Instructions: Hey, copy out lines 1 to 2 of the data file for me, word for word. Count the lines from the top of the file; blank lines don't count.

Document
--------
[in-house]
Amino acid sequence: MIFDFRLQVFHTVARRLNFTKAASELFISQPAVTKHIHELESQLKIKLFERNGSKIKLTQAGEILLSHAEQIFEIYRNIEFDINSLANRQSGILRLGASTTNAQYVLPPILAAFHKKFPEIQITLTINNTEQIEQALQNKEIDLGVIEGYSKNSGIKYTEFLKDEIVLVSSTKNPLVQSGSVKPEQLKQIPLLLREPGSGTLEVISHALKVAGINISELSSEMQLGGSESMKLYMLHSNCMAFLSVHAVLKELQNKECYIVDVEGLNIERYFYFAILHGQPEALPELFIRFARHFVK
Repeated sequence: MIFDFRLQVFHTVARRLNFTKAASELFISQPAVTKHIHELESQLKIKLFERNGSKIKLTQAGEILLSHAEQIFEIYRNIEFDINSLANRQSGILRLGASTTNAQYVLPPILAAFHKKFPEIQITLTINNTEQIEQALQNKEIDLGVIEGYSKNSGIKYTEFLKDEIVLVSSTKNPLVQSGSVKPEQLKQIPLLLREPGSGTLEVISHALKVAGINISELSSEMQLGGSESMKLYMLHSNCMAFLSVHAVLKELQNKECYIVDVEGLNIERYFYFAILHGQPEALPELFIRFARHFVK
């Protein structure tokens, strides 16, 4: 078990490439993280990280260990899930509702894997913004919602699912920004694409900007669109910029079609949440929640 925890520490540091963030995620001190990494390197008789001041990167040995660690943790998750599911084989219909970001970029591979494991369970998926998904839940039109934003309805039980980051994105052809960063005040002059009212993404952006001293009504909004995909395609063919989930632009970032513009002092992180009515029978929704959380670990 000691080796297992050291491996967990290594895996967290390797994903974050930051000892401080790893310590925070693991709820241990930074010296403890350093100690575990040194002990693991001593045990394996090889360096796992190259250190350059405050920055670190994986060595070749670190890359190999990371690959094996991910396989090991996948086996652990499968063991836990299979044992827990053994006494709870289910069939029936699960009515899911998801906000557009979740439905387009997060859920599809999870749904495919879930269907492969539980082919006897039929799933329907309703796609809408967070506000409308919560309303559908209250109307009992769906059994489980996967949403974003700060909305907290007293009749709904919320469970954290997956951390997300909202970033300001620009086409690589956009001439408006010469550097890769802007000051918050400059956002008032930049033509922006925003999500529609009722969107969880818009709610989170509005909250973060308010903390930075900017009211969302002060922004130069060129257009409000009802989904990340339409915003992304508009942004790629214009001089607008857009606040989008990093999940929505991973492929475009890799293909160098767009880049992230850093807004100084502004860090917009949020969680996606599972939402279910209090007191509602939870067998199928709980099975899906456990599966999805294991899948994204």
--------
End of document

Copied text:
[in-house]
Amino acid sequence: MIFDFRLQVFHTVARRLNFTKAASELFISQPAVTKHIHELESQLKIKLFERNGSKIKLTQAGEILLSHAEQIFEIYRNIEFDINSLANRQSGILRLGASTTNAQYVLPPILAAFHKKFPEIQITLTINNTEQIEQALQNKEIDLGVIEGYSKNSGIKYTEFLKDEIVLVSSTKNPLVQSGSVKPEQLKQIPLLLREPGSGTLEVISHALKVAGINISELSSEMQLGGSESMKLYMLHSNCMAFLSVHAVLKELQNKECYIVDVEGLNIERYFYFAILHGQPEALPELFIRFARHFVK